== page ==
Psychometric Properties of a Comprehensive Parenting Practice Measure for Parents of Adolescents

  • Barry Ladis
  • Elisa M. TruccoEmail author
  • Hui Huang
  • Barbara Thomlison
  • Nicole M. Fava


Many measures exist that assess parenting skills and practices. Few comprehensive measures for parents of adolescents (13–17 years) exist. The aim of the current study was to develop a comprehensive assessment measure of parenting practices based on items from existing measures. Research and clinical settings can benefit from the advancement of a valid and more inclusive measure of parenting to assess youth behavior and functioning. This study utilized a sample that included 387 caregivers and youth (mean age of youth = 13.6, SD = .59) from a longitudinal study examining contextual influences on youths’ substance use initiation. Exploratory factor analysis (EFA) was conducted on 12 parent-report measures of parenting. Confirmatory factor analysis (CFA) was conducted on a second sample, which included peers (N = 362, mean age of peers = 13.6, SD = 1.09) and peers’ caregivers of the youth included in the original sample. The EFA results indicated a three-factor solution (i.e., parental knowledge and affective relationships, parental control, parental communication and involvement), which was supported in the CFA. The final measure demonstrated strong internal consistency and satisfactory convergent and discriminant validity. This study supported the sound psychometrical features of the Parenting Practice Measure (PPM), a comprehensive measure of parenting quality for adolescent samples. The PPM can serve as a tool for clinicians to design more targeted treatment plans and evaluate the effectiveness of treatments when working with parents with children in the early teenage years.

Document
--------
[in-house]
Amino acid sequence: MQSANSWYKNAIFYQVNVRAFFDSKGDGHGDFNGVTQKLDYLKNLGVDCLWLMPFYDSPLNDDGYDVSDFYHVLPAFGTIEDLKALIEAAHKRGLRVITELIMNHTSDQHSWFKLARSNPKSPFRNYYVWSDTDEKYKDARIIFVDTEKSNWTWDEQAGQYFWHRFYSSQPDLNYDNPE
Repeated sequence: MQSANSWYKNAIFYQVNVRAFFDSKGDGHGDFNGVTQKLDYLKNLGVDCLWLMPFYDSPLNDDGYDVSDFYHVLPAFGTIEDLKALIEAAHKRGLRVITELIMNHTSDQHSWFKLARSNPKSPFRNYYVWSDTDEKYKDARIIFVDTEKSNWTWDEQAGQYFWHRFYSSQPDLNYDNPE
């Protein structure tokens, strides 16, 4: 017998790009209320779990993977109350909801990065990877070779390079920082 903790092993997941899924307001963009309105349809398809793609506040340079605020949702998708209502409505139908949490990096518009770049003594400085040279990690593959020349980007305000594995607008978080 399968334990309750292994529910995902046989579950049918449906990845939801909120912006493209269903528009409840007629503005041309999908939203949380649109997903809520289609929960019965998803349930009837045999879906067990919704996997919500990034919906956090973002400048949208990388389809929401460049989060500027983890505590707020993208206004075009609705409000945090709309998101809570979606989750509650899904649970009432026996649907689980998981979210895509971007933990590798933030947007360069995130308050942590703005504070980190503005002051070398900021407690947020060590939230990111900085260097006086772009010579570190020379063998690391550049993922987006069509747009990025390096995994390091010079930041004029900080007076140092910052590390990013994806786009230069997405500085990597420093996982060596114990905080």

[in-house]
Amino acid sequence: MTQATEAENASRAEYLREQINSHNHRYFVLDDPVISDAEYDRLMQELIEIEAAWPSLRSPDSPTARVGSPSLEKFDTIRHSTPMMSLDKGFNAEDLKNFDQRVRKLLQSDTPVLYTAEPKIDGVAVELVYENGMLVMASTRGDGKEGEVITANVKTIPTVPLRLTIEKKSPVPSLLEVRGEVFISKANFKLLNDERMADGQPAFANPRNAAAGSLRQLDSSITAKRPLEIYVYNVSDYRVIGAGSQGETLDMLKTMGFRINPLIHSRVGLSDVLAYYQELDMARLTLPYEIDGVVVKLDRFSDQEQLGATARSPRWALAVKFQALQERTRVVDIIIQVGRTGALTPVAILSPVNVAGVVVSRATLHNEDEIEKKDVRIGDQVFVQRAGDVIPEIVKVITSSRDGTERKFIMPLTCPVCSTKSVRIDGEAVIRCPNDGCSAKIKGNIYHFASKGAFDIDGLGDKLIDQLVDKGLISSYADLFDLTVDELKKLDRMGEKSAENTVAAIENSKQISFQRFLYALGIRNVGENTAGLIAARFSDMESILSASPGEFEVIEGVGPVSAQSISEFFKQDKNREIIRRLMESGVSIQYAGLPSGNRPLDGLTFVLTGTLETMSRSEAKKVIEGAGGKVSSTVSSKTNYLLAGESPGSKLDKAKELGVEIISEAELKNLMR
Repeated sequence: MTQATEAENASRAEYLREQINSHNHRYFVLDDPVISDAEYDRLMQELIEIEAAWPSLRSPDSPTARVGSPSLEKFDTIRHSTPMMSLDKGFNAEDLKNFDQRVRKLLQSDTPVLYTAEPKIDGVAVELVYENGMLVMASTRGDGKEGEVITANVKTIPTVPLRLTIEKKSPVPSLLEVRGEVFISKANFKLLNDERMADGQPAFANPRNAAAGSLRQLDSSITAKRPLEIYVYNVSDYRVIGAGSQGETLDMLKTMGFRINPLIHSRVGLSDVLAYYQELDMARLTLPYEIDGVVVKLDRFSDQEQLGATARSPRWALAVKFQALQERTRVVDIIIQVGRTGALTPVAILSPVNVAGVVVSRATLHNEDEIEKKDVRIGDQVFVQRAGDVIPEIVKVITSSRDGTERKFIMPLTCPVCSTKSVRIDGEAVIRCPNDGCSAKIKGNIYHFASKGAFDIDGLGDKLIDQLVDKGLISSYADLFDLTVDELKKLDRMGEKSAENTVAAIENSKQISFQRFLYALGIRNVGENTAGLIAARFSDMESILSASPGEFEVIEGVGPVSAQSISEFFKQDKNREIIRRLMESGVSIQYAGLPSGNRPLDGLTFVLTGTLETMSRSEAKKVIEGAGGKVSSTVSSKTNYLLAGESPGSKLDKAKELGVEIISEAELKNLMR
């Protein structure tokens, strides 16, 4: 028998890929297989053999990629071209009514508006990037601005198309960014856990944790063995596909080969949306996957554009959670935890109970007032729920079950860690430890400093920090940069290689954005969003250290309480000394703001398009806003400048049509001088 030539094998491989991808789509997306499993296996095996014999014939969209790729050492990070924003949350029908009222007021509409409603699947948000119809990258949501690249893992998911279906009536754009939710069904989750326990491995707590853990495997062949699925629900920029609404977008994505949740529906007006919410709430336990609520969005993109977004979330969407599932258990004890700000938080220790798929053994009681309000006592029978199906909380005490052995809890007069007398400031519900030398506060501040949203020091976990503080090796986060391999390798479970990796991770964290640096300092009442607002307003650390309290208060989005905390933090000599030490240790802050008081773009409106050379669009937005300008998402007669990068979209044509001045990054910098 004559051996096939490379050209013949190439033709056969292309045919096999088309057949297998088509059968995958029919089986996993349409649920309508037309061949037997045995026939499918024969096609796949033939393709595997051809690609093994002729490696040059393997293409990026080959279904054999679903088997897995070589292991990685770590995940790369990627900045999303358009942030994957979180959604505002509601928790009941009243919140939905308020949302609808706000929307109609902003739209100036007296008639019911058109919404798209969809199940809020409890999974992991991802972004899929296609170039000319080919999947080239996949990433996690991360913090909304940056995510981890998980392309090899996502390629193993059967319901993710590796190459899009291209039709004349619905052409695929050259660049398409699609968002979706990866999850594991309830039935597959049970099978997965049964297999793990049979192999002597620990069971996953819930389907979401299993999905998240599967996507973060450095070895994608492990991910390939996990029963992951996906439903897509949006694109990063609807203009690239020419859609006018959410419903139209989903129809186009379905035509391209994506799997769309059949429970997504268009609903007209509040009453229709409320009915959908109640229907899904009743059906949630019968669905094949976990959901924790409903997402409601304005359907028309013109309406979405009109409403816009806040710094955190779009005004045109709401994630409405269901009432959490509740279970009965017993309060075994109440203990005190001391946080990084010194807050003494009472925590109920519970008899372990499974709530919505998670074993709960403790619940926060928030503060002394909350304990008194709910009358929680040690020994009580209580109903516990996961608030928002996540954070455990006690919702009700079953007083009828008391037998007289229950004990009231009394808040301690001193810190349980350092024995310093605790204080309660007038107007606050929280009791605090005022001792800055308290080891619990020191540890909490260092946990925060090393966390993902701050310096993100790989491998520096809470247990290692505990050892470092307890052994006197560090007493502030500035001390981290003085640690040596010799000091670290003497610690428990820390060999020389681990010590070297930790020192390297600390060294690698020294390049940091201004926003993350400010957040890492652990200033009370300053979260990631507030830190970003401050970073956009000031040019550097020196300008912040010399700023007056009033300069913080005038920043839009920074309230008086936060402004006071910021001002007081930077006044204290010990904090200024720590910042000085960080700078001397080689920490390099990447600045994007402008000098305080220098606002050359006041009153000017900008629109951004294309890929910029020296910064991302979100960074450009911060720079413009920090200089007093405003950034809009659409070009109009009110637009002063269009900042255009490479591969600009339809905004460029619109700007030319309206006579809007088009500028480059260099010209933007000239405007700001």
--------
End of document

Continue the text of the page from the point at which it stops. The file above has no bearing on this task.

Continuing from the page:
Parenting practice measure Adolescents Parental knowledge Parental control Parental involvement 



We wish to acknowledge Dr. Craig Colder, Principal Investigator, for access to the Adolescent and Family Development Project dataset, University at Buffalo, Buffalo, NY.


This manuscript was supported in part by a Florida International University Graduate School Dissertation Year Fellowship and the National Institute on Alcohol Abuse and Alcoholism (K08 AA023290 to Elisa Trucco) of the National Institutes of Health. The content is solely the responsibility of the authors and does not necessarily represent the official views of the National Institutes of Health.

Compliance with Ethical Standards

Conflict of interest

The authors declare no conflicts of interest.

Ethical Approval

All procedures performed in studies involving human participants were in accordance with the ethical standards of the institutional and/or national research committee and with the 1964 Helsinki declaration and its later amendments or comparable ethical standards.

Informed Consent

Informed consent was obtained from all individual participants included in the study.


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Authors and Affiliations

  1. 1.Robert Stempel College of Public Health and Social WorkFlorida International UniversityMiamiUSA
  2. 2.Department of Psychology & Center for Children and FamiliesFlorida International UniversityMiamiUSA
  3. 3.Robert Stempel College of Public Health and Social Work & Center for Children and FamiliesFlorida International UniversityMiamiUSA

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